PS: Back in the first year or two of my bachelors degree, the brass department at Rutgers brought in Kris Kwapis, a fantastic baroque trumpet player, to give a master class and lecture on the baroque trumpet and how to make more informed decisions as a modern player. I was immediately fascinated by tone and timbre of the instrument and wanted to give it a try. The university had just purchased a set of Frank Tomes trumpets, but for whatever the reason, I was not permitted to try one. In one of the few times in my life that discouragement didn’t make me openly defiant and double my efforts, I tabled the idea for close to a decade. But I never lost my love for the instrument, the sound, or the repertoire.
Enter my friend, Phil Baughman, current brand manager for EK Blessing. At the time, Phil was the Sales Manager for Schilke Music/Naumann trumpets. At a few trade shows, Phil noticed me “kicking the tires” on a few of the baroque trumpets during a lull in exhibit traffic and we got to chatting about the baroque trumpet. I knew basically nothing and just starting raining questions at him. Phil was such a pleasure to deal with and before I knew it, I had ordered an Eklund model, 3 hole trumpet with a Haas bell.
Once the horn arrived, I couldn’t put it down! I started playing anything that I could think of, making up exercises, learning excerpts and solos, playing along with recordings, etc. I was hooked! At the time, I had a roommate who is a talented singer, organist, and continuo player, named Ben Berman, who encouraged me to play a recital on his churches concert series, which probably went better than it should have. HA!
Through Ben, I was able to meet a few new early music people and quickly got in over my head playing a BWV 51 and Torelli Sonata with an early music group, La Fiocco in Pennsylvania. Looking back, that was another concert that probably had no business going as well as it did. Being so new to the instrument, but being a competent modern player, it never occurred to me that the program was supposed to be as difficult as I would now view it.
Feeling as though I had scratched the baroque trumpet itch, but too scared to take the next step, I went back to my regularly scheduled modern playing for the next few years until early 2015, where I again found myself restless and somewhat wanting for a change of pace, despite doing some interesting projects and gigs that I thought I “should” be doing. One particular week was a week long gig in NY playing 6 nights with a band where I reached a tipping point. I realized that I couldn’t really go on doing the work that I was doing and maintain a quality of life or sanity. The notion of not enjoying my work, or viewing the trumpet as some kind of chore every time I picked it up was no longer tenable. I spent every night of the gig thinking, on the bandstand, “What would I rather be doing?” “What would make me happy?” Every night, I kept coming back to the baroque trumpet and how I never pursued it to the extent that I should have. I decided that last night that I was done “playing scared” and wanted to jump in with both feet, play for some people, find out what I needed to do to make myself employable, and get to work! It was very empowering.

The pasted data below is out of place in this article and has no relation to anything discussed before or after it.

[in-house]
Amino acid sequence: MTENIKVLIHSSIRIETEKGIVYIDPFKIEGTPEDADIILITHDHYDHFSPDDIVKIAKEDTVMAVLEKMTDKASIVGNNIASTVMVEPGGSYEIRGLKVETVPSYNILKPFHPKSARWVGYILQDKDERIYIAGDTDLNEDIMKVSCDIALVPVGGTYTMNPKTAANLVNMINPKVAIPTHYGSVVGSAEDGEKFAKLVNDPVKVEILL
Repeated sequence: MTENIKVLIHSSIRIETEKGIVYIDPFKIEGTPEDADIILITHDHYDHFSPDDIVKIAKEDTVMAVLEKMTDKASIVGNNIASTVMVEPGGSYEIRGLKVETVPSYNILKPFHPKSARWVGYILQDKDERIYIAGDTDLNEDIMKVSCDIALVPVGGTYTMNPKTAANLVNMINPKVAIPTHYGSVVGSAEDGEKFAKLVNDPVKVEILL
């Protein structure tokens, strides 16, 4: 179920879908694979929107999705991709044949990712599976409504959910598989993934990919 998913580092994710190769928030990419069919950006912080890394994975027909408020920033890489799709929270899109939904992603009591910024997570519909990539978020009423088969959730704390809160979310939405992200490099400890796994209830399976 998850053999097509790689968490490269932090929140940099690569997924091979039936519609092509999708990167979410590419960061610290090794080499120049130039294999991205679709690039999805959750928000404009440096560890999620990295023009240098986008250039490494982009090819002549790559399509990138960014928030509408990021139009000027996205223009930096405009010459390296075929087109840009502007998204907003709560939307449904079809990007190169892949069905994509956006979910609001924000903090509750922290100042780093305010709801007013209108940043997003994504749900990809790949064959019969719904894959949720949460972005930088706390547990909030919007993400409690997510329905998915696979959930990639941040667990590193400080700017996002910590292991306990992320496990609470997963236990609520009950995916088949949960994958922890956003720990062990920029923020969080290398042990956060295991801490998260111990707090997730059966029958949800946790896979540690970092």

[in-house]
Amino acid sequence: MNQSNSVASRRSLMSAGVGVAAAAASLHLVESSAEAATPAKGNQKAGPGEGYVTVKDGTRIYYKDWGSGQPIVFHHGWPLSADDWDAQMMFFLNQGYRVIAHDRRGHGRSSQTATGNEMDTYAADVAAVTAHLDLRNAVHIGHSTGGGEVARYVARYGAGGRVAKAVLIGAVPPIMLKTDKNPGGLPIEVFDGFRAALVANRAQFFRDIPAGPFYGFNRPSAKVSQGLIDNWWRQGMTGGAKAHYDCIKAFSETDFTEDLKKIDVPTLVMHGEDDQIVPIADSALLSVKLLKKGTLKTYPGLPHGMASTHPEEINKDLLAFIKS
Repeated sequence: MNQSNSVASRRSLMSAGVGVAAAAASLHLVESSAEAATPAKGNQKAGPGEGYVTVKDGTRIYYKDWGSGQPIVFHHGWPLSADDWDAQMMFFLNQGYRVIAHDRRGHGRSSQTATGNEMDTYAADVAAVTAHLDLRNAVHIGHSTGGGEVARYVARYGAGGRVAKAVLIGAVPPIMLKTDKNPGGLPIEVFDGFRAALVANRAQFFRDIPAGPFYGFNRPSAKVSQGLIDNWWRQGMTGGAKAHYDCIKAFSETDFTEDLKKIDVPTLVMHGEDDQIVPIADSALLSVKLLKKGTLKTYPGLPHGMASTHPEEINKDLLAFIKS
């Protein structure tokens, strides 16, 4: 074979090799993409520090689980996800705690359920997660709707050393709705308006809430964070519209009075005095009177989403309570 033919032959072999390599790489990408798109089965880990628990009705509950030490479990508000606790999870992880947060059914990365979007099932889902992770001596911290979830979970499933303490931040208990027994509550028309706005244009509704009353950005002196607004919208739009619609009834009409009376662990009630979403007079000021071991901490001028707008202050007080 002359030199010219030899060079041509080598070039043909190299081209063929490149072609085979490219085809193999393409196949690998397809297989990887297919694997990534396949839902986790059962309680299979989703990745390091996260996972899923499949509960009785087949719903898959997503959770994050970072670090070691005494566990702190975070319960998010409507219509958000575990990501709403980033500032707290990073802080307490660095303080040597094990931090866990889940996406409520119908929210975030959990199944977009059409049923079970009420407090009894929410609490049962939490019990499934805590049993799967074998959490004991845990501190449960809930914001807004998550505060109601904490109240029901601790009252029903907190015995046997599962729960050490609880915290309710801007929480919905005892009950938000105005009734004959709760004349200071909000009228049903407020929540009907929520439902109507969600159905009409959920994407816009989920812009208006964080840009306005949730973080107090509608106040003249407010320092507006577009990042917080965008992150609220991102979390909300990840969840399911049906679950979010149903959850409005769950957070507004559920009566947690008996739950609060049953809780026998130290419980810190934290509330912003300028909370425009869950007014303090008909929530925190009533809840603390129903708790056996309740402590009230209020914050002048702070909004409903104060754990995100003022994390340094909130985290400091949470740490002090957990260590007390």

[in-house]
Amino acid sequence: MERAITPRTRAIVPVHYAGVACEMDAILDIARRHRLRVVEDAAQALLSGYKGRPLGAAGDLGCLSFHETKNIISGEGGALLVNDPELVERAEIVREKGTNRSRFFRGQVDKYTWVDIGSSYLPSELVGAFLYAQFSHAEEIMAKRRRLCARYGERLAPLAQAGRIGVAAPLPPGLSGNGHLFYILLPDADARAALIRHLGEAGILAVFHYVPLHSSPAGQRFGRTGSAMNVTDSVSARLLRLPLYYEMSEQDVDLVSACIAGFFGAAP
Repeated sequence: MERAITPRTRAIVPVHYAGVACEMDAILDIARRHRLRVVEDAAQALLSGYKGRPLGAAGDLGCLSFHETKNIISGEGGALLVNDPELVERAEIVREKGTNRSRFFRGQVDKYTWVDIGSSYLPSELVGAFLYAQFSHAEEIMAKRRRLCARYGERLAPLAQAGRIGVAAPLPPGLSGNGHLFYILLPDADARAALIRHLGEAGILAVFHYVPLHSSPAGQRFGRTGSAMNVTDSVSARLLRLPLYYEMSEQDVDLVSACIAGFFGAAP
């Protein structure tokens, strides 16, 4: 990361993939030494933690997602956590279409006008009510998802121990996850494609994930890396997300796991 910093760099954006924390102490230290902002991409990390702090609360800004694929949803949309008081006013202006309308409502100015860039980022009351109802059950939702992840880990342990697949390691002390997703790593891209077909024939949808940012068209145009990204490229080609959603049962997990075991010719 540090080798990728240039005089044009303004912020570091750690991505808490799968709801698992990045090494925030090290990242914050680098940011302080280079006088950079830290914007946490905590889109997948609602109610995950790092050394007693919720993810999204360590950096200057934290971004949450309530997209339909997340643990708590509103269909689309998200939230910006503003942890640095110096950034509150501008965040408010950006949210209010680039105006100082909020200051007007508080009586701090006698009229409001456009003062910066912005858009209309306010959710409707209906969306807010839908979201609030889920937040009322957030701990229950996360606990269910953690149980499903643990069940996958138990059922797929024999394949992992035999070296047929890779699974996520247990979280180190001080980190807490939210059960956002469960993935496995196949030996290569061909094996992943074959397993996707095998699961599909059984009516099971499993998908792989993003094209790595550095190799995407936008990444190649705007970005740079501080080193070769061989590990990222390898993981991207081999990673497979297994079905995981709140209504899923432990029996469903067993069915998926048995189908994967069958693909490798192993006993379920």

Over the years, I’ve been blessed to have friends and colleagues that were willing to take chances on me, and this situation is no different. I called a friend who is very involved in the early music community and asked who I should reach out to. She responded almost immediately, “It’s about time. Email John Thiessen.” I set up a lesson with John, who is equally a great trumpet player, teacher, and now, friend and colleague.
In terms of memorable early music gigs, I enjoy the scene so much that there are so many now that I can recall fondly. Some of the more noteworthy experiences would have to be: a New Year’s Ever performance of BWV 248 “Weihnachtsoratorium” in Philadelphia playing section trumpet under John Thiessen and Timothy Will, a very enjoyable semi-staged production of Purcell’s “Fairy Queen” in Pittsburgh playing alongside Steven Marquardt, my first time playing principal trumpet on Handel’s “Occasional Oratorio” with the brilliant trumpet writing in that piece, my first B Minor Mass on baroque trumpet, playing between Caleb Hudson and Chris Coletti, and you and I had a blast playing BWV 248 last December with Josh Cohen for Washington Bach Consort, didn’t we?!?
Like most other things for me personally, the music and the work are beautiful, but it’s the people and the colleagues that make the experiences truly memorable.
SC: It was a lot of fun to play with you and Josh last December! But now I want to talk about a more serious subject–You had a concussion that impacted you for quite a while. Tell us about that. Do you feel that you have gotten past it?